Book Review: Wild Hunt by Margaret Ronald

Eos
309 pp.

Wild HuntThe sequel to Spiral Hunt finds Evie trying to cope with the power vacuum left behind by the destruction of the Fiana. Since she was the one largely responsible for the destruction, various adepts and other more mundane individuals have been trying to get in contact with her. Meanwhile, Evie’s friend Sarah wants to organize a sort of “neighborhood watch” for the magic users of the city so that no new gangs decide to work their way into the “undercurrents” of the Boston magical scene. (A goal that is seemingly futile since generally speaking, magic users are about as easy to organize as cats. Paranoid junkie cats.)

Wild Hunt opens with Evie at the death bed of the owner of a Chinese grocery store. The owner, a Mr. Yuen is involved in Boston’s magical “undercurrent” and needs Evie’s help in making sure that his death also ends the “life” of the ghost of his grandfather, currently residing in a jar/funerary urn. Evie accomplishes the job successfully, but manages to get her foot stuck in her mouth up to her knee when talking to Mr. Yuen’s daughter Elizabeth after the fact. Not long after Evie is contacted by a mysterious and very slimy individual named Janssen who offers his services as a “muscle” and by an equally mysterious adept who wants to find out if her grandmother is guilty of having stolen a magical object.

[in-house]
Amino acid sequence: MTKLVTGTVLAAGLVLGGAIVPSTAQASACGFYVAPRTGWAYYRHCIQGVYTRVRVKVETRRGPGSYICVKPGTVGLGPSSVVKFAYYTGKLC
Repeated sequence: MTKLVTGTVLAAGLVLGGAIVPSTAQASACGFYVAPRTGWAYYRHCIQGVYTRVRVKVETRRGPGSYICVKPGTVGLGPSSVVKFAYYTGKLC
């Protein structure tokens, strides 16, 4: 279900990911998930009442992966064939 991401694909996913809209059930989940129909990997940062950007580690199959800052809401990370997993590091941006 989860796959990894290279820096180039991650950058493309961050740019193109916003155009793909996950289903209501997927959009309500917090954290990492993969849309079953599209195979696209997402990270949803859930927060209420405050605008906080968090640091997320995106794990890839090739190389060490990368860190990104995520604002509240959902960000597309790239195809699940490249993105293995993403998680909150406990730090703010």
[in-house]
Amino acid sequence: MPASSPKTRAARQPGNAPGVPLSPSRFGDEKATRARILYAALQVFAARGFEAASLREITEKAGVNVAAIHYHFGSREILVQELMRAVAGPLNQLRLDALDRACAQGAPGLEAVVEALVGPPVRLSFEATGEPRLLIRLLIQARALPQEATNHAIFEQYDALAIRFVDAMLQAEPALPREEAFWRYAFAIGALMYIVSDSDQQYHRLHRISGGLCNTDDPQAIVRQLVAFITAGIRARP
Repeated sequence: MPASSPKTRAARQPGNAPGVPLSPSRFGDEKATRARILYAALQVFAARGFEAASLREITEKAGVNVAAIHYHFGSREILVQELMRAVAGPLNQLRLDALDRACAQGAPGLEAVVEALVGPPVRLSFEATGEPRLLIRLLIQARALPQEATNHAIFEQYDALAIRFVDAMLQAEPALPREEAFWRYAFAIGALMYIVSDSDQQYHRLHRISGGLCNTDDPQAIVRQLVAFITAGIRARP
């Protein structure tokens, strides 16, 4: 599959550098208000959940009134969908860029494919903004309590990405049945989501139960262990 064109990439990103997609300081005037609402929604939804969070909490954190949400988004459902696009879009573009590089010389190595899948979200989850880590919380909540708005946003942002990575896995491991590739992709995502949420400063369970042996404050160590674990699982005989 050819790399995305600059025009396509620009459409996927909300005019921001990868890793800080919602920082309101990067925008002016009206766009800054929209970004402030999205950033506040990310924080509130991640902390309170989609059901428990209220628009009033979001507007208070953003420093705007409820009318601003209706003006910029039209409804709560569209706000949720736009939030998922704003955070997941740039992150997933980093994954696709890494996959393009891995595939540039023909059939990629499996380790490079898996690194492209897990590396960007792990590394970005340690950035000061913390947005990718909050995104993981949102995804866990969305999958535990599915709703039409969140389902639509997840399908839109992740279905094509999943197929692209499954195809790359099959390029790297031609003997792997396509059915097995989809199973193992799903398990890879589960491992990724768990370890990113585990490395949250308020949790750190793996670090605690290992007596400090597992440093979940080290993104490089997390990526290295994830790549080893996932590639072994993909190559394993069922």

All of these plot threads are connected to an expedition undertaken by Elizabeth Yuen’s grandfather and a group of individuals to deliver certain magical objects. There was a falling out among the members, which resulted in murders and death. Evie ends up connected to all of this by not only her undertaking the job for the adept, and her connection to Elizabeth Yuen’s father, but also by the ghost one of the members of the expedition who it turns out, was a relative of hers. (The how and why of all of this is very gradual, and you don’t realize most of the connections until right about the time Evie does.) The magical item in contention is a horn that summons the Wild Hunt (all of the Wild Hunts, or maybe it might be said, the Platonic Ideal of them).

Wild Hunt is another fast paced, complicated mystery-adventure. Ronald draws a lot of parallels between the ill-fated expedition and Evie’s attempts to solve the mysteries behind it. There are also a lot of interesting side plots that turn back and turn out to be vital bits of information for the main plot. (For instance, we learn a lot more about Nate, which is connected to the modern mystery of the missing magical object which is paralleled by what happened in the past. This happens a lot, and really creates a feeling of local history within the setting.) Evie also ends up having to do a lot of research about both the expedition and the magical item that had been a point of contention for the expedition (and ends up being stolen). I really enjoyed this book and the previous one, Spiral Hunt.

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Filed under book, fantasy, Margaret Ronald, Review: Book, urban

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